[coreboot] [patch] fix unexpacted MTRR setup for UMA memory

Scott Duplichan scott at notabs.org
Fri Oct 22 05:07:52 CEST 2010

]On 22.10.2010 03:34, Scott Duplichan wrote:
]> I find an unexpected MTRR setup for my RS780/SB700 UMA board. With
]> a single 1GB DIMM and 256MB UMA size, the variable MTRRs look like this:
]> -----coreboot+seabios-----
]> default memory type: UC
]> variable range 0: 000000000-03FFFFFFF WB
]> variable range 1: 040000000-04FFFFFFF WB
]> variable range 2: 030000000-03FFFFFFF UC
]> variable range 3: disabled
]> variable range 4: disabled
]> variable range 5: disabled
]> variable range 6: disabled
]> variable range 7: disabled
]> Variable range 1 is unexpected. It creates a window of WB-IO, which is
]> highly unusual. 
]AFAIK if two ranges overlap and one of the ranges is UC, the overlapping
]region will be UC. At least that's what the specs say.

Hello Carl-Daniel, yes you are correct about this rule of overlap. It
is well documented and reliable in my experience.

]> -----Production BIOS (AMI):-----
]> default memory type: UC
]> variable range 0: 000000000-01FFFFFFF WB
]> variable range 1: 020000000-02FFFFFFF WB
]> variable range 2: disabled
]> variable range 3: disabled
]> variable range 4: disabled
]> variable range 5: disabled
]> variable range 6: disabled
]> variable range 7: disabled
]> The above is how uma is normally handled. Build up WB ranges until
]> the needed size is reached.
]For 1 GB RAM and 256 MB UMA, you have to mark 768 MB as WB. That's OK
]either way (adding up WB ranges or using a UC range to carve a hole).
]However, once you have 2 GB RAM and 64 MB UMA, you can do it with two
]00000000-7FFFFFFF WB
]7C000000-7FFFFFFF UC
]or with five ranges:
]00000000-3FFFFFFF WB
]40000000-5FFFFFFF WB
]60000000-6FFFFFFF WB
]70000000-77FFFFFF WB
]78000000-7BFFFFFF WB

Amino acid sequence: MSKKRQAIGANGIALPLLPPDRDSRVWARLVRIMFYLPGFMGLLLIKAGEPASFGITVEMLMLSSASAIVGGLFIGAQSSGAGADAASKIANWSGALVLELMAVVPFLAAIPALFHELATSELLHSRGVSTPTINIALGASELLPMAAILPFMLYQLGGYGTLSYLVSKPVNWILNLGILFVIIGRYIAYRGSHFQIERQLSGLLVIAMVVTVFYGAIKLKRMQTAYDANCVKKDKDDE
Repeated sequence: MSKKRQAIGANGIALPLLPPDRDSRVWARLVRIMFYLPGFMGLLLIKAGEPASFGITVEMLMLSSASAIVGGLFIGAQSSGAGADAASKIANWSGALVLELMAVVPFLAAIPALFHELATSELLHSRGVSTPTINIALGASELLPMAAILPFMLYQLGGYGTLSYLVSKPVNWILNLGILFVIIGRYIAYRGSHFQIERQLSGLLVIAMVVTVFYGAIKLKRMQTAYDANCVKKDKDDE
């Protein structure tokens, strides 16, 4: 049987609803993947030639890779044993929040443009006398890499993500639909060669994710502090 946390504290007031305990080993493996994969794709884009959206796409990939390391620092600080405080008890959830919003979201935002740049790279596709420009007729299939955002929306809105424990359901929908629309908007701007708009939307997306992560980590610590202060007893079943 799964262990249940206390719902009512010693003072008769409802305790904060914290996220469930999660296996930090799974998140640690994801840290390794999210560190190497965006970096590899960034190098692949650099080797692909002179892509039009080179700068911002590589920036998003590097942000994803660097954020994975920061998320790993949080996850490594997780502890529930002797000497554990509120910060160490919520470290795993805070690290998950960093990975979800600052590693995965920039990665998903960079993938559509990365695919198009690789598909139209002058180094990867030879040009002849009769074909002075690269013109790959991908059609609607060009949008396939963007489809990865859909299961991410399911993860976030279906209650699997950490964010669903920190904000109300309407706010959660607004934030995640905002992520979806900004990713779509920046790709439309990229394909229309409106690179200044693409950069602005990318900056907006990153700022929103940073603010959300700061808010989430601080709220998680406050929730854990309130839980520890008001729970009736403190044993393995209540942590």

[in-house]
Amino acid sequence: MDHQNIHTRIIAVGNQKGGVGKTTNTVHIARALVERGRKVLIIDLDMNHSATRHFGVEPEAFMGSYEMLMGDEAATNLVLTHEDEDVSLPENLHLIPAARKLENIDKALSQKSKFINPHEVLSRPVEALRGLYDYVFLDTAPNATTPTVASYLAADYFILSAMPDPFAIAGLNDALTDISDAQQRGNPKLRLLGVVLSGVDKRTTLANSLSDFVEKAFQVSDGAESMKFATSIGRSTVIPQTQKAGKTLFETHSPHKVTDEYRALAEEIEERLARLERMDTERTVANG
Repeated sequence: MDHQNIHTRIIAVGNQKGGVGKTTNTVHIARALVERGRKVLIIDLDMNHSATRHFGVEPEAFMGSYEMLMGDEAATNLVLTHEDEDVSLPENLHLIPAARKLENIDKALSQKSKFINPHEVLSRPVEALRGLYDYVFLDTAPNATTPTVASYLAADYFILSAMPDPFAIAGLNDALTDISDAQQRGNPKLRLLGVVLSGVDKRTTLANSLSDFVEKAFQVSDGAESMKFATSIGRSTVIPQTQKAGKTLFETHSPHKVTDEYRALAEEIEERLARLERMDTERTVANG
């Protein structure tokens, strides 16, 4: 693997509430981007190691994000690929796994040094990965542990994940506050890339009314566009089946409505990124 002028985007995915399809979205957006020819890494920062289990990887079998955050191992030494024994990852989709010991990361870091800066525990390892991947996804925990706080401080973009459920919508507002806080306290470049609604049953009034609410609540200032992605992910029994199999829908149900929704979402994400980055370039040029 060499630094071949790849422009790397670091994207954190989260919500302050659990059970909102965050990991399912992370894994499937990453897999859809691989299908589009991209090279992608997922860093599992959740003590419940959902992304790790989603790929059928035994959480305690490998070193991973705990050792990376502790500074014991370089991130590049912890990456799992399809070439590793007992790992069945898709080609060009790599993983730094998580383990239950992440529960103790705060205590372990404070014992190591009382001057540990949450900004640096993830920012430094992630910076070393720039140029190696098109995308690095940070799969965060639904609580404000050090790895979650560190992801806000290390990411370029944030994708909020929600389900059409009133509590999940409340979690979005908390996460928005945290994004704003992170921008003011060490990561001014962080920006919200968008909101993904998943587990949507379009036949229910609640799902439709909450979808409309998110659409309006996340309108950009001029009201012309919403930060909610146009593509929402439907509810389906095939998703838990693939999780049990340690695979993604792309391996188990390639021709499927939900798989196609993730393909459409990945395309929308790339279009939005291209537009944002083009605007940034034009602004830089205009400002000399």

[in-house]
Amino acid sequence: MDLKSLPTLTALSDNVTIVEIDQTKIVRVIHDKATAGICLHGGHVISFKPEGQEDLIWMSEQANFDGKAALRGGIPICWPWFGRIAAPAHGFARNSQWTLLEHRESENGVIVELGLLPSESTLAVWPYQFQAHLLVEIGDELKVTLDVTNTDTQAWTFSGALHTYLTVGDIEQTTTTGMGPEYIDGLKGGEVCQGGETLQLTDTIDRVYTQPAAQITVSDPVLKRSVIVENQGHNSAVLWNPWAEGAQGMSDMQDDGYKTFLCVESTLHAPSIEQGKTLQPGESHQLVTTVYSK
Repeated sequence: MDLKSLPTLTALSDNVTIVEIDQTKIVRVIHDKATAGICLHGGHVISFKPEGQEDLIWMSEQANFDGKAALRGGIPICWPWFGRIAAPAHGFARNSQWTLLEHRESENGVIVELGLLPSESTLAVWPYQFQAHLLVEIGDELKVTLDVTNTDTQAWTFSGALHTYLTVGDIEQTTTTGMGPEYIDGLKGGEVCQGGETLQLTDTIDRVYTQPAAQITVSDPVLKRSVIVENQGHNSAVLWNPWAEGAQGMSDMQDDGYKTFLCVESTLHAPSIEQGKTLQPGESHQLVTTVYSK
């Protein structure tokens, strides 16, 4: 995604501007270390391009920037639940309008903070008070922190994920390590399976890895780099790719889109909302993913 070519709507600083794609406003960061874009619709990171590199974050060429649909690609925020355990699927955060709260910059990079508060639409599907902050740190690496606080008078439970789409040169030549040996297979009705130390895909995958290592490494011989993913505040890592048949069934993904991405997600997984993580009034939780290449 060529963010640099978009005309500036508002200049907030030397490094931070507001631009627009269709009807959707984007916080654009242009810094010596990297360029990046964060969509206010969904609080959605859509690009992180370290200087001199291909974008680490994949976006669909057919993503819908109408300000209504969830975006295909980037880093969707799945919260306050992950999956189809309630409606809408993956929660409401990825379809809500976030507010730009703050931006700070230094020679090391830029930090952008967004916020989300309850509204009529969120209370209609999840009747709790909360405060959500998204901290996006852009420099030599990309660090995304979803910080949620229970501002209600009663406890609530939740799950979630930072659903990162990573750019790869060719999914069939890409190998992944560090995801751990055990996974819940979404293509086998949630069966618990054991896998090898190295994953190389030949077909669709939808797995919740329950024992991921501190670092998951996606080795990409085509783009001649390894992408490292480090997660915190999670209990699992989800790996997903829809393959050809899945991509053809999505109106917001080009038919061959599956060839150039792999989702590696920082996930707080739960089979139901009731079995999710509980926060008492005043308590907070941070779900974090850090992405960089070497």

One solution to this MTRR exhaustion problem you describe is to just
drop the last few ranges. Reduce the E820 entry to match. In this
example, you could drop the last two ranges and lose 'only' 192MB
or 9% of your memory. Or drop a single range and lose only 64MB (3%).
The real question is how many free MTRRs do we need? Only very old
operating systems need MTRRs for their own use (or new operating
systems running on very old processors).

]In the past we had to deal with range exhaustion, and that's the reason
]why we carve a hole for UMA.

What are the pros and cons of stacking vs carving? In the general case,
I am told stacking WB ranges is preferred but I can't remember the 
justification. For me, carving is fine until proven otherwise. But to
do carving without the unwanted WB-IO range, I need to make a new patch. 

]It gets especially funny if you have more
]than 4 GB RAM because then you want a hole for PCI devices below 4 GB
]and you need additional ranges above 4 GB.

AMD processors have a nice feature: setting bit 22 (Tom2ForceMemTypeWB)
of msr c0010010 (sys_cfg) causes all memory above 4GB to be WB.
No variable MTRR ranges are needed for DRAM memory above 4GB on AMD
systems. Surely Intel has something like this by now?

]If switching the MTRR allocation is strictly needed for Windows (and
]there is no way to avoid it), thats pretty much the only reason we
]should go away from carving holes with UC.

The only real concern at this time is that an OS could map MMIO to
the unexpected WB-IO range. Maybe we should just keep the carving
method in place but remove the unexpected WB-IO range.


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